Barrier to entry means how easy it is to get to the point where you are capable of investing in your first deal. From a personal finances perspective, the barrier to entry is lower for apartment investing than SFR investing. To syndicate an apartment deal, investing your own personal capital will promote alignment of interests with your investors. However, this alignment of interests can be achieved in a variety of different ways (having your property manager invest in the deal, having your broker invest in the deal, having an experience syndicator as a general partner, etc.). Therefore, it is possible to syndicate a deal with zero dollars out of pocket. Although, I always recommend investing some of your own money in the deal for alignment of interest purposes but to also benefit for the profits! Whereas for SFR investing, as I outlined above, you will need to save up millions of dollars to afford the number of down payments required to generate $10,000 a month in cash flow.
From an educational and experience perspective, apartment investing has a much higher barrier of entry. No one is going to invest with you if they don’t know who you are or if you haven’t proven yourself to be a credible apartment syndicator. The solution to the former is creating a thought leadership platform. The solution to the latter, however, is more difficult (although, establishing a name for yourself through a thought leadership platform will not happen overnight). From my experience, before you can even entertain the idea of becoming an apartment syndicator, you must have a successful track record in real estate, business, or preferably both. Once that’s established, you need to educate yourself on apartment investing and syndications, which requires a lot of reading and research (but that’s what this blog is for!). Then, you need to surround yourself with credible team members who have an established track record in apartment investing. Only then will you be ready to search for your first deal, which could take anywhere from a few months to a few years! Whereas for SFR investing, as long as you have the money, you can buy a deal.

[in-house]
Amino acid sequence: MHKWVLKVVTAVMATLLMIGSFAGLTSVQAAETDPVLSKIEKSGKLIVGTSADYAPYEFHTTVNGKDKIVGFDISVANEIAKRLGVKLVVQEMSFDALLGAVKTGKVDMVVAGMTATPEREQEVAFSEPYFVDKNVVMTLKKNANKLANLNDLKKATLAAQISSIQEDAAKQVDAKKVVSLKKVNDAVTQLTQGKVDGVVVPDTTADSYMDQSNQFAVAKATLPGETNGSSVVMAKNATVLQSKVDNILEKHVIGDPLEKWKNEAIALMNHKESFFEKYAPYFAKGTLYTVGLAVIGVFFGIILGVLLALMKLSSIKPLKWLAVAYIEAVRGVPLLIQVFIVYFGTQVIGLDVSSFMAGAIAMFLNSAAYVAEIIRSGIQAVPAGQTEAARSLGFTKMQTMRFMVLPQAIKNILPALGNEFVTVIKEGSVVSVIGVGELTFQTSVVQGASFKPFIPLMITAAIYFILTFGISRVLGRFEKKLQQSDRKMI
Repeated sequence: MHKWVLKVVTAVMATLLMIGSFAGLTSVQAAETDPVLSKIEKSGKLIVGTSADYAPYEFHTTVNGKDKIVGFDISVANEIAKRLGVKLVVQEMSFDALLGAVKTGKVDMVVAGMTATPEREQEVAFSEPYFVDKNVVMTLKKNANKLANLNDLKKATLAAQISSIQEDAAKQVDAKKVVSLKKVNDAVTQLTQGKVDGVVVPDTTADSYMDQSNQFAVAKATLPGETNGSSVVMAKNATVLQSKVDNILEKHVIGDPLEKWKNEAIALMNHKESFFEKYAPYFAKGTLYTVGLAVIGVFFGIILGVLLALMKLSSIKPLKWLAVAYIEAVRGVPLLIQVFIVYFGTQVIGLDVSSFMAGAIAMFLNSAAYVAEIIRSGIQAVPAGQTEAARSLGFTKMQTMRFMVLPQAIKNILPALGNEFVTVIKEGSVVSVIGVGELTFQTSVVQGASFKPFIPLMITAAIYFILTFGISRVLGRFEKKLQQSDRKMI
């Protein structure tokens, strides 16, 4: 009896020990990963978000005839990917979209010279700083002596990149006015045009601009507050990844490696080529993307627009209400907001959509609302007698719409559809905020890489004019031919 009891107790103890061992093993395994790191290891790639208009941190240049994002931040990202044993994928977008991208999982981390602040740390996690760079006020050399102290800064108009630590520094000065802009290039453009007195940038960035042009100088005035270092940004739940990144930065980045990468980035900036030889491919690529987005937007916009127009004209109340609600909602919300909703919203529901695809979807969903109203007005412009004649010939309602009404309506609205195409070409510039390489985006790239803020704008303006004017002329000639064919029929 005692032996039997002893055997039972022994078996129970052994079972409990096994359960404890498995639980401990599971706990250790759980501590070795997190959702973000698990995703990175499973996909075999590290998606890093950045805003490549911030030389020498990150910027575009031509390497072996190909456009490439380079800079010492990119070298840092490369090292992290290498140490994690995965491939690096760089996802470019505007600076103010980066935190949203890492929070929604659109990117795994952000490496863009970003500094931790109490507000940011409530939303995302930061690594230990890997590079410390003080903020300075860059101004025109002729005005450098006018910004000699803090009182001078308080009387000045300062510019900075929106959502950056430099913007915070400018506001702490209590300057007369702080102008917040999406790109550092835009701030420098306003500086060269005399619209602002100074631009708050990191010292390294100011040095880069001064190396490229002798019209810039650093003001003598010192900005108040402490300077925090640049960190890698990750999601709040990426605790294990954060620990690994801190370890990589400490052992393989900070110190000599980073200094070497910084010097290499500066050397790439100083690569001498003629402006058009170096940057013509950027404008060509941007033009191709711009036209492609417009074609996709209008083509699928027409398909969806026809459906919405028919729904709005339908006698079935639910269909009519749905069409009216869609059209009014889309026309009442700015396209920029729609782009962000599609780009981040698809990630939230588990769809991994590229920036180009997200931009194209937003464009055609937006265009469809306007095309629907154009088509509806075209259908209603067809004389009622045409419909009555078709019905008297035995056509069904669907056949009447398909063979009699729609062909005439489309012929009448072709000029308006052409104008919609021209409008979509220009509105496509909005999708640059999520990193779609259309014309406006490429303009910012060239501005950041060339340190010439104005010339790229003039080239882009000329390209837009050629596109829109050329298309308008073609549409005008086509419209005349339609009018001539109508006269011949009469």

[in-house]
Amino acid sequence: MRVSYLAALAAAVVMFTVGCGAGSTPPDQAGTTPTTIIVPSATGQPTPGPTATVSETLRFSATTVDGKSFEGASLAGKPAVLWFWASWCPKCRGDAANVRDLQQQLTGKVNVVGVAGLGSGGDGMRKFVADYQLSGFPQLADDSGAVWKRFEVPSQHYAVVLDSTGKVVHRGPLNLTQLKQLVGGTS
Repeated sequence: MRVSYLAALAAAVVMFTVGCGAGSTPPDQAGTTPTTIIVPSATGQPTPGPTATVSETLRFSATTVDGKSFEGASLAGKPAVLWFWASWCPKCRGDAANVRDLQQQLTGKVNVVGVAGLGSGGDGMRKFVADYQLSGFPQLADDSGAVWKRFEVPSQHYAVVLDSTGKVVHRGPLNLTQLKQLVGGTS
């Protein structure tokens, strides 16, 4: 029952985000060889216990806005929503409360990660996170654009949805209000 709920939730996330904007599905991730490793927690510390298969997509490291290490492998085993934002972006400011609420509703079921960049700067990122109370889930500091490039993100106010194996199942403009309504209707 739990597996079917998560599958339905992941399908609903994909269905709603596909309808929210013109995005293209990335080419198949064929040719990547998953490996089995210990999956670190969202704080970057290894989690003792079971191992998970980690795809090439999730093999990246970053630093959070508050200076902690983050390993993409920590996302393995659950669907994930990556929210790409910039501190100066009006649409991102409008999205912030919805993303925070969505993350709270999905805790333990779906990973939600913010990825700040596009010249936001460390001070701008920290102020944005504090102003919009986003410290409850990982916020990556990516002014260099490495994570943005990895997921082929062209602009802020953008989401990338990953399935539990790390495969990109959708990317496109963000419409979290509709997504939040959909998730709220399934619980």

The barrier to entry for apartment syndication is easier from a personal finances perspective, but much more difficult from an educational and experience perspective compared to SFR investing. And there isn’t a way to fast track this process. It will take time.
Winner: SFR rentals
Investing, in general, will always have risks. However, not all investment strategies are the same in that regard.
As I mentioned in the section on scalability, the typical monthly cash flow generated by a SFR is $100 to $200 per month, or $1,200 to $2,400 per year. However, those low margins are very vulnerable to being drastically reduced or wiped out completely. One unexpected maintenance issue (let’s say a broken HVAC system) will cost thousands of dollars. Even minor maintenance issues of a few hundred dollars (replace an appliance, plumbing problems, electrical problems, etc.), when added up over time, will cost thousands of dollars. The same goes for turnovers. Some turnovers are relatively smooth and cost a few hundred bucks. However, if you have to repaint walls or replace carpet/refinish hardwood, those expenses add up quickly. An unruly resident may stop paying rent or violate the lease, and the resulting eviction process can be quite costly. Any one of these scenarios will eliminate months or even years of profits! Some of these risks can be mitigated with proper due diligence, but most of them are just the costs associated with investing in SFRs.
For apartments, these risks are spread across tens or hundreds of units. One maintenance issue, one turnover or one eviction has a much smaller impact on your profit and loss statement. Unless you are hit with a large amount of these problems at the same time, the apartment will cash flow. Whereas for SFR investing, you will not be able to benefit from this risk reduction until you’ve created a portfolio of at least 10 to 20 properties.
An apartment community is susceptible to risk when you don’t have a solid property management company or you failed to perform proper due diligence on the asset. As long as you have these pieces in place, and you follow the three fundamentals of apartment investing, the asset will not only survive, but thrive – even in a down market or if a handful of major or minor maintenance or tenant problems occur.
Winner: Apartment investing
Apartment investing has a higher barrier of entry. However, once you’ve addressed your education and experience, apartments are advantageous in terms of scalability and risk when compared to SFR rentals.
COMMENT BELOW: Which investment strategy do you think is superior between SFR rentals and apartments, and why?